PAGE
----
I DON’T LIKE LIGHTING CANDLES BY MYSELF, not unless I have to. There are twelve burning before me now and I have not yet lit a single one. I usually light two: one for me, and one for wife, but tonight I have chosen not to watch the flames as they dance softly in the night, jittering as if tiny men are shaking and waving. They burn brightly before me and warm my face and yet there is nothing I can think of other than grabbing one so I can jab it into the centre of my eye and feel it burn.
I shouldn’t want to do this, but I feel so guilty about what I am that the candles are all that I can look at without feeling like I want to kill myself. Suicide, which is a concept that I once believed to be the trait of the hopeless, but I suppose that’s what I am now.
I was eating dinner early last night, with my wife and mother. The forks were clanging and there was not a single word spoken by anyone at the table. We were all so perfectly silent, because we didn’t want to be anything else except that.
“Do you want anything to drink?” I asked, gesturing to the pitcher of water.
There was no answer.
We sat longer, eating, and listening to the grim quiet. I was putting on a façade, because I knew what they were thinking and I was perfectly inclined to sit and wait for the time to pass, but this was the last time I would see them, the last meal we would share together for a long, long time.
My wife looked at me with wrathful eyes. She didn’t want me to speak. She told me that this was my fault and I should be regretful before we sat down, and although I was, that still wasn’t going to stop me from at least trying to enjoy some of the moment before I went away.
“Over eighty percent of ex-convicts return to prison within the first year of their release,” she uttered, a few seconds later.
My mother sobbed and my wife scowled as I held my fork in my hand.
“Well what ever happens,” I said, “I’ll be sure to…”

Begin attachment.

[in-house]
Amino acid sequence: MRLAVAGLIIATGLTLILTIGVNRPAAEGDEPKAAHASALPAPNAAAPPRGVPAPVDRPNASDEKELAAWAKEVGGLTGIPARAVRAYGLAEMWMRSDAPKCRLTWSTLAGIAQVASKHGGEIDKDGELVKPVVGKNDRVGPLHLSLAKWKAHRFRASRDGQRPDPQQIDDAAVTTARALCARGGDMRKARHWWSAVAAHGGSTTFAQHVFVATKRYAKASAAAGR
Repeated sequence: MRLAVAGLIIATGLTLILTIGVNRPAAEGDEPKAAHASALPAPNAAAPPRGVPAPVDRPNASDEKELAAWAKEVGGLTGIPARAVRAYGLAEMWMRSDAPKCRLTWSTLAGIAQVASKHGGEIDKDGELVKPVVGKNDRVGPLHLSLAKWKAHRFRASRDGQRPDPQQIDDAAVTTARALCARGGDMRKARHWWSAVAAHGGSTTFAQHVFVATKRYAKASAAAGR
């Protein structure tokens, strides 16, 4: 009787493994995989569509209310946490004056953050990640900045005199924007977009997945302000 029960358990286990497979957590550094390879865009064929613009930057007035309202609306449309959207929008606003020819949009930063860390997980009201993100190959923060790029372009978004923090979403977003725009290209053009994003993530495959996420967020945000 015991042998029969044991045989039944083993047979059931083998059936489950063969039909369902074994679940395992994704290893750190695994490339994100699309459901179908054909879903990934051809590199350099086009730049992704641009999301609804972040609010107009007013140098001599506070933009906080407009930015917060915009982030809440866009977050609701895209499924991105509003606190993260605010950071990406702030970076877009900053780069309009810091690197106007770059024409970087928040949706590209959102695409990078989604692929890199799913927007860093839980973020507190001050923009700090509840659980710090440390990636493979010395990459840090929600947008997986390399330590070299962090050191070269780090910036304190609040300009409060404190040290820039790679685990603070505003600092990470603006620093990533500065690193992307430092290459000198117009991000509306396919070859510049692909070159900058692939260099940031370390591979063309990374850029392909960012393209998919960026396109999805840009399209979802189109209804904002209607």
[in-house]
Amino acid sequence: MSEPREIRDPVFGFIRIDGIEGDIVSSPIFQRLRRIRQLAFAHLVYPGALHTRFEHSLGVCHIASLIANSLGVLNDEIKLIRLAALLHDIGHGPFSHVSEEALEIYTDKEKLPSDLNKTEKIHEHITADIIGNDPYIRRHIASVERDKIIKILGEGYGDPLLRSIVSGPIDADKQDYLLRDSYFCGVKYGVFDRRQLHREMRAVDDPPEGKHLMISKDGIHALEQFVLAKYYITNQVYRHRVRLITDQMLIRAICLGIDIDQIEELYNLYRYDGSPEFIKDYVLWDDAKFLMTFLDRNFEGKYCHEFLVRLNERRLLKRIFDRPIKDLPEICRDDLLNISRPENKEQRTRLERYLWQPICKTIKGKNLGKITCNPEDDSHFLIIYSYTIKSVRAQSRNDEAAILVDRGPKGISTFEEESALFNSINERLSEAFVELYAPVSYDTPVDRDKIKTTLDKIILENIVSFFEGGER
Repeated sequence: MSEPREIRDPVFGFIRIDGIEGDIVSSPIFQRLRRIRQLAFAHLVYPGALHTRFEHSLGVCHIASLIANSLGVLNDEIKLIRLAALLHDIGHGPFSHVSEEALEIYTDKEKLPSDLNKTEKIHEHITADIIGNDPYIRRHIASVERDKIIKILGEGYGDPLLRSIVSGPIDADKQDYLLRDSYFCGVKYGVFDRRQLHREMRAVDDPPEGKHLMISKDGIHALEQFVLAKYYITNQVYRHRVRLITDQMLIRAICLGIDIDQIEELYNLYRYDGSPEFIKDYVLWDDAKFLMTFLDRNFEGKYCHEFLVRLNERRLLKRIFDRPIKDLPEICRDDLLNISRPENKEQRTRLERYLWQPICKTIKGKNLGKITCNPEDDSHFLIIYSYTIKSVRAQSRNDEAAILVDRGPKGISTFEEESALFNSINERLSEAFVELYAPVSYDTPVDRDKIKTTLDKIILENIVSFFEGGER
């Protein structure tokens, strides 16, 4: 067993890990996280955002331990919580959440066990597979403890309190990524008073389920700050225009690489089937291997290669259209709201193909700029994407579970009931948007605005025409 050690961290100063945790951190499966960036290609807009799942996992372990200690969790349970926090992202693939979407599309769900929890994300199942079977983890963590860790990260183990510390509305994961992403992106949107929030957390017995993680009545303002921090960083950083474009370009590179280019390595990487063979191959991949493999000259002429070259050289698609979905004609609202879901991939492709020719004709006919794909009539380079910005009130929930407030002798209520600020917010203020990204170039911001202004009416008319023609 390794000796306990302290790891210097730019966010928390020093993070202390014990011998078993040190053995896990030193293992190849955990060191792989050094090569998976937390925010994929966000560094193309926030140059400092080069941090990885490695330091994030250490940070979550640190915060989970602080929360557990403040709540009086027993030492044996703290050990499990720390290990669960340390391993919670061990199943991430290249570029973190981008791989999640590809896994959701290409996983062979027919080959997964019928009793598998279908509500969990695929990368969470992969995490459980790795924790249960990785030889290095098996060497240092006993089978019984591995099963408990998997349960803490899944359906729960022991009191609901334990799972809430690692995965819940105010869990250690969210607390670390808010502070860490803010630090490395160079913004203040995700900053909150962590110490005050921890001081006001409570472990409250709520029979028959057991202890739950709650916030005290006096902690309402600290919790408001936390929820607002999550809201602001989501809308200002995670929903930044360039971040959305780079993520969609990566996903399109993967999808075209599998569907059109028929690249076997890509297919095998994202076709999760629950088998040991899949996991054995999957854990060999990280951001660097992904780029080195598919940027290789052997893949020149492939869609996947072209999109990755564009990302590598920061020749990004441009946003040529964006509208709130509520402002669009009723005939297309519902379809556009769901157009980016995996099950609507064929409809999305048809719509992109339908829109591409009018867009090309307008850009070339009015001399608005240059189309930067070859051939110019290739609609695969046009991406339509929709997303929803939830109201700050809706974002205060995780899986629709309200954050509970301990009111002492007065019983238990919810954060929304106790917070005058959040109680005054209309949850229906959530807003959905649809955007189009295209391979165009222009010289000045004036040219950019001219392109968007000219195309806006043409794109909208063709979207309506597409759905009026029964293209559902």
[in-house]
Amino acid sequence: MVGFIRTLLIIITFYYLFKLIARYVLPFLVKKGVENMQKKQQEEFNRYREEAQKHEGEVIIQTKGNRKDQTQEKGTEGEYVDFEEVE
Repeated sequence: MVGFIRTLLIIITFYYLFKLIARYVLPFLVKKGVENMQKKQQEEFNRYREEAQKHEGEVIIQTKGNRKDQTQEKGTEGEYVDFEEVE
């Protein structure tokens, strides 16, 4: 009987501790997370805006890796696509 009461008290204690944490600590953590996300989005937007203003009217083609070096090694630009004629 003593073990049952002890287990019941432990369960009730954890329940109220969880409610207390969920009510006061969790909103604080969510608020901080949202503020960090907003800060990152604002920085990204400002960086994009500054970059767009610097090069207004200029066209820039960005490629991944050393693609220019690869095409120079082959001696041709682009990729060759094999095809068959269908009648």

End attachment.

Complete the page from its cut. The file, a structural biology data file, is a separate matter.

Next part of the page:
She scoffed and kept eating.
She understood what I was really trying to say to her.
The letters I wrote were one of the first ways that we began our relationship. I closed each with a smiley face, followed by an xx and an oo. She would love when I wrote her. She said it was a classic way of keeping in touch, though I know now that it will not be the same as it was and I’ll only be pretending like it is.
When I would write to her, it was usually about how much I missed her. We would talk about the lives we wanted to share together, even the color of the drapes that we were going to choose for our first home. We decided against some of the choices because we knew that what ever we did do would be good enough. Then everything changed.
“It’s not like we planned, is it?” she had said to me.
After I returned from the tour I tried to find work where I could and she tried to do the same. We were like discarded non-people who didn’t matter and what we wanted mattered even less.
“Are you going to do something about this or not?”
Of course I knew it was me who had to try. I knew it was my job to make sure everything was the way it was supposed to be for us. I promised her that it would be and I wasn’t going to break it. I didn’t break promises. It was my thing.
I spent ten days trying to figure things out and decided to solve our problems in the only way I knew how. I knew it was wrong, but I didn’t care, because it’s what she wanted me.
It was my job to do.
As I reach out to light a candle, I chose the one that appeared to be the most wilted. I am hoping that it will return to the way it was, but it won’t, and I know that it won’t.
My wife and I have learned this together.
We learned that there’s little you can do to change the past. She believed me when I said this, but that was before.
I ate my last meal with her and walked away without saying much. My mother probably knew where I was going, as well as where I was supposed to be, but she knew it wouldn’t matter.
She knew I was going to run.
Now I am here, waiting for them to come and find me.
The candles are shining brightly now, perhaps more brightly than they did when I first looked at them. They are all standing in a row, flickering, dancing, as they always have. I wait for one to go out, but it won’t. The flames are too strong to dwindle. I wish I could blow them out and light more because it’s what I want. But life is not like candles, and even when you blow one out, the one that once was still leaves its mark.
Fires can burn brightly but then again, so can light.